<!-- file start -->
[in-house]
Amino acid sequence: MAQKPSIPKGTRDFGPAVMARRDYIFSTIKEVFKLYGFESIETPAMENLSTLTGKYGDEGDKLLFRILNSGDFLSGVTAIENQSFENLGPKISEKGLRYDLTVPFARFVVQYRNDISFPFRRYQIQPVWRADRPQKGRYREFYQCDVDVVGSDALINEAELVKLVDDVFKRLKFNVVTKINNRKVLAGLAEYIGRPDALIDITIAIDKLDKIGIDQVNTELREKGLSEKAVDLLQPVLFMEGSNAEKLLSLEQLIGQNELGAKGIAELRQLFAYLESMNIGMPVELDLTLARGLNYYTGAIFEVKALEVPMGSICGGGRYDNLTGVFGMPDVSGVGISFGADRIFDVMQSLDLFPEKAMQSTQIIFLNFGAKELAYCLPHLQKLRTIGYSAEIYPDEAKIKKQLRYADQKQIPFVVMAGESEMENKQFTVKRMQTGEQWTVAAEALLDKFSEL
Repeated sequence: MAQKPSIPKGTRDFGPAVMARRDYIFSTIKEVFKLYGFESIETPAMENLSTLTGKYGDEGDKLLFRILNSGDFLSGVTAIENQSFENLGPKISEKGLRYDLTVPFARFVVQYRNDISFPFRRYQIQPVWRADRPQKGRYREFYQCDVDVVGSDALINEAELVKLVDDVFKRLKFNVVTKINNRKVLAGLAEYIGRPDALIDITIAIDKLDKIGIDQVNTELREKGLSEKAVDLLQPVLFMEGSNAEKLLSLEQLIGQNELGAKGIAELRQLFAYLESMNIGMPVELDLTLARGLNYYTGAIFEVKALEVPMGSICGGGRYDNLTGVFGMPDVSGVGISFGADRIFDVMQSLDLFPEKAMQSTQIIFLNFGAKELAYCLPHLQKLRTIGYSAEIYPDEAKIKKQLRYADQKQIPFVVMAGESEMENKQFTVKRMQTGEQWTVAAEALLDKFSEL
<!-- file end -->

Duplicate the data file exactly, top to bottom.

[in-house]
Amino acid sequence: MAQKPSIPKGTRDFGPAVMARRDYIFSTIKEVFKLYGFESIETPAMENLSTLTGKYGDEGDKLLFRILNSGDFLSGVTAIENQSFENLGPKISEKGLRYDLTVPFARFVVQYRNDISFPFRRYQIQPVWRADRPQKGRYREFYQCDVDVVGSDALINEAELVKLVDDVFKRLKFNVVTKINNRKVLAGLAEYIGRPDALIDITIAIDKLDKIGIDQVNTELREKGLSEKAVDLLQPVLFMEGSNAEKLLSLEQLIGQNELGAKGIAELRQLFAYLESMNIGMPVELDLTLARGLNYYTGAIFEVKALEVPMGSICGGGRYDNLTGVFGMPDVSGVGISFGADRIFDVMQSLDLFPEKAMQSTQIIFLNFGAKELAYCLPHLQKLRTIGYSAEIYPDEAKIKKQLRYADQKQIPFVVMAGESEMENKQFTVKRMQTGEQWTVAAEALLDKFSEL
Repeated sequence: MAQKPSIPKGTRDFGPAVMARRDYIFSTIKEVFKLYGFESIETPAMENLSTLTGKYGDEGDKLLFRILNSGDFLSGVTAIENQSFENLGPKISEKGLRYDLTVPFARFVVQYRNDISFPFRRYQIQPVWRADRPQKGRYREFYQCDVDVVGSDALINEAELVKLVDDVFKRLKFNVVTKINNRKVLAGLAEYIGRPDALIDITIAIDKLDKIGIDQVNTELREKGLSEKAVDLLQPVLFMEGSNAEKLLSLEQLIGQNELGAKGIAELRQLFAYLESMNIGMPVELDLTLARGLNYYTGAIFEVKALEVPMGSICGGGRYDNLTGVFGMPDVSGVGISFGADRIFDVMQSLDLFPEKAMQSTQIIFLNFGAKELAYCLPHLQKLRTIGYSAEIYPDEAKIKKQLRYADQKQIPFVVMAGESEMENKQFTVKRMQTGEQWTVAAEALLDKFSEL